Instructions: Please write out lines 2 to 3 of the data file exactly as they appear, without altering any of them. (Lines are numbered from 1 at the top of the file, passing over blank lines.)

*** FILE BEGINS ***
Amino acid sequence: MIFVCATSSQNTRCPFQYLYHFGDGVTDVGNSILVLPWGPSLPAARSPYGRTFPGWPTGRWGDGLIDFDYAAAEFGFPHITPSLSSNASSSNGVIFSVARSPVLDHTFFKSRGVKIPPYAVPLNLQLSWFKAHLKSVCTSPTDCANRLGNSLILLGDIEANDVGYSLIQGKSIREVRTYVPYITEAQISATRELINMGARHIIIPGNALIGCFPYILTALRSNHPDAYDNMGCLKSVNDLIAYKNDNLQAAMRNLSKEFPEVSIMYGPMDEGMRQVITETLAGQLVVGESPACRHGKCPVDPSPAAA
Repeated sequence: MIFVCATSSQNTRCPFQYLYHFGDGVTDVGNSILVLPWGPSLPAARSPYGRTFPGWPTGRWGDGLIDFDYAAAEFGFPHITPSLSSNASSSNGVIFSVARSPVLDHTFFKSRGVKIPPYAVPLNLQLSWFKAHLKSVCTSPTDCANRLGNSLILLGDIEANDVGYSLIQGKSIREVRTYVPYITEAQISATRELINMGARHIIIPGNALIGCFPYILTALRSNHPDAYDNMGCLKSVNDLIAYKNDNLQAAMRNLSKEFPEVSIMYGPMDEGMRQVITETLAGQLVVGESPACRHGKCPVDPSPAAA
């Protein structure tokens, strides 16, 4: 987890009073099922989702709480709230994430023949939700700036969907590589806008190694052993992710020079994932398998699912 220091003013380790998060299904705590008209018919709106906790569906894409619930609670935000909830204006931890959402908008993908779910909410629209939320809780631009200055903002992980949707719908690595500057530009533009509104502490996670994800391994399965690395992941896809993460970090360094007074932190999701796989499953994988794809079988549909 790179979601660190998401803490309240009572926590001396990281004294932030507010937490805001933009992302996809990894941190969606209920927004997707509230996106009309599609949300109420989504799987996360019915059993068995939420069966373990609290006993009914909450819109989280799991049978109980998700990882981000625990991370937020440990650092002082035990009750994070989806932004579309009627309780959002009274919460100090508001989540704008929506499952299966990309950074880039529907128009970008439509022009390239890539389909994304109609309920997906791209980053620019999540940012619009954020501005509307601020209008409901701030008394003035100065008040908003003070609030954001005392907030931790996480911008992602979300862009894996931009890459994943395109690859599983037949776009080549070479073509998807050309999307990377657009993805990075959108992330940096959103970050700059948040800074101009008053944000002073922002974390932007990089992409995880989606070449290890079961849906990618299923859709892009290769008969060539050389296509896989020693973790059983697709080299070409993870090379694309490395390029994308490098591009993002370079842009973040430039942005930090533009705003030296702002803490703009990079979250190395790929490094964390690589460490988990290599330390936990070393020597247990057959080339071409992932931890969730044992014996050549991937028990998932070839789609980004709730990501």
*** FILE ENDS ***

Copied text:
Repeated sequence: MIFVCATSSQNTRCPFQYLYHFGDGVTDVGNSILVLPWGPSLPAARSPYGRTFPGWPTGRWGDGLIDFDYAAAEFGFPHITPSLSSNASSSNGVIFSVARSPVLDHTFFKSRGVKIPPYAVPLNLQLSWFKAHLKSVCTSPTDCANRLGNSLILLGDIEANDVGYSLIQGKSIREVRTYVPYITEAQISATRELINMGARHIIIPGNALIGCFPYILTALRSNHPDAYDNMGCLKSVNDLIAYKNDNLQAAMRNLSKEFPEVSIMYGPMDEGMRQVITETLAGQLVVGESPACRHGKCPVDPSPAAA
């Protein structure tokens, strides 16, 4: 987890009073099922989702709480709230994430023949939700700036969907590589806008190694052993992710020079994932398998699912 220091003013380790998060299904705590008209018919709106906790569906894409619930609670935000909830204006931890959402908008993908779910909410629209939320809780631009200055903002992980949707719908690595500057530009533009509104502490996670994800391994399965690395992941896809993460970090360094007074932190999701796989499953994988794809079988549909 790179979601660190998401803490309240009572926590001396990281004294932030507010937490805001933009992302996809990894941190969606209920927004997707509230996106009309599609949300109420989504799987996360019915059993068995939420069966373990609290006993009914909450819109989280799991049978109980998700990882981000625990991370937020440990650092002082035990009750994070989806932004579309009627309780959002009274919460100090508001989540704008929506499952299966990309950074880039529907128009970008439509022009390239890539389909994304109609309920997906791209980053620019999540940012619009954020501005509307601020209008409901701030008394003035100065008040908003003070609030954001005392907030931790996480911008992602979300862009894996931009890459994943395109690859599983037949776009080549070479073509998807050309999307990377657009993805990075959108992330940096959103970050700059948040800074101009008053944000002073922002974390932007990089992409995880989606070449290890079961849906990618299923859709892009290769008969060539050389296509896989020693973790059983697709080299070409993870090379694309490395390029994308490098591009993002370079842009973040430039942005930090533009705003030296702002803490703009990079979250190395790929490094964390690589460490988990290599330390936990070393020597247990057959080339071409992932931890969730044992014996050549991937028990998932070839789609980004709730990501």